My goodness, readers, you won’t believe what farm life is like in Costa Rica! I’m living and working on a farm just outside of Arenal. To sum it up in a string of events; I wake up before the sun rises; tend to the livestock; ride horses into pastures, fix fences by the lunar cycle; make cheese and yogurt, and drink fresh milk; and a frenzy of other farm duties and delights. It’s not all good times and lake-views from my guesthouse however; The work is tough, volatile, and can be downright stinky cleaning up pig and goat pens.
Day Uno on La Finca! 4:30AM – I arose from my bachelor suit slumber to a medley of tropical farm melodies declaring the coming of morn. After a hot shower and a hotter cup of Costa Rican coffee, I had some farm-made yogurt with fresh mango and farm grown passion fruit, alongside cereal with milk and a banana. Quarter to six, I was outside among nature waiting for my co-worker, an aged and earthly-experienced Tico who speaks some native form of Spanish. My first lesson was how to ride a horse. The native Tico, Marvin, pointed at the horse, said something in his native Spanish tongue – and that’s how I learned to ride the horse. Through barbed wire fences, across roads, and up pasture trails we proceeded to begin work.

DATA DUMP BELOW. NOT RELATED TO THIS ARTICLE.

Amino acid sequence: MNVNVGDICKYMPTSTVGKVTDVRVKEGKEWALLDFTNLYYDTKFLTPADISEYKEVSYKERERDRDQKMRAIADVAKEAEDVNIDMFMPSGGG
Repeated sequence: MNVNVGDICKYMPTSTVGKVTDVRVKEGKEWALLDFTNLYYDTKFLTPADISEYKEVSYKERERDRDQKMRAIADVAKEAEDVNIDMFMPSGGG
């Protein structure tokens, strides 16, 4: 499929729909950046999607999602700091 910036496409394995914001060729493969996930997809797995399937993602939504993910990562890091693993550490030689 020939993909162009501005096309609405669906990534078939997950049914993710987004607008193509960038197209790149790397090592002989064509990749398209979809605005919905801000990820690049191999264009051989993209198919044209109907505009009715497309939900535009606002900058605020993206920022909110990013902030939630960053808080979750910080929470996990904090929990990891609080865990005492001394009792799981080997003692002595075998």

Apparently, there was a dispute between some Toro’s, who, in their best efforts to resolve the clash of horns, destroyed a few hundred meters of fencing! Nothing Marvin hasn’t seen before I’m sure and as we assessed the damage and marked off where new fencing was required, I nodded along not understanding a word he was saying. While I may not have understood Marvin’s verbal language, I did understand his body language and watched for patterns in work. Things actually went really smooth.
We cut a new path through some dense jungle in a riparian zone, well, Marvin did. He wields his 30-inch long machete like it ain’t no thang! Marvin may or may not have been born with a machete in hand.
After some heavy work, Marvin showed me this small waterfall and water-hole for swimming in the heat of the day. Scampering from river rock to river rock, Marvin pointed out and named a number of trees, only one of which I remember. He cut off a segment of a small tree resembling bamboo, edged his machete lengthwise to remove the outer shell, and revealed a succulent white inner portion. It came out like the center of a carrot. I didn’t hesitate to chomp down and try it.
Forty-minute lunch and back to work, actually, the horses did most of the work this time around dragging large tree trunks along the fence line which would be new posts.
My behind has never been so sore after roughly five hours of horseback riding, no pun intended.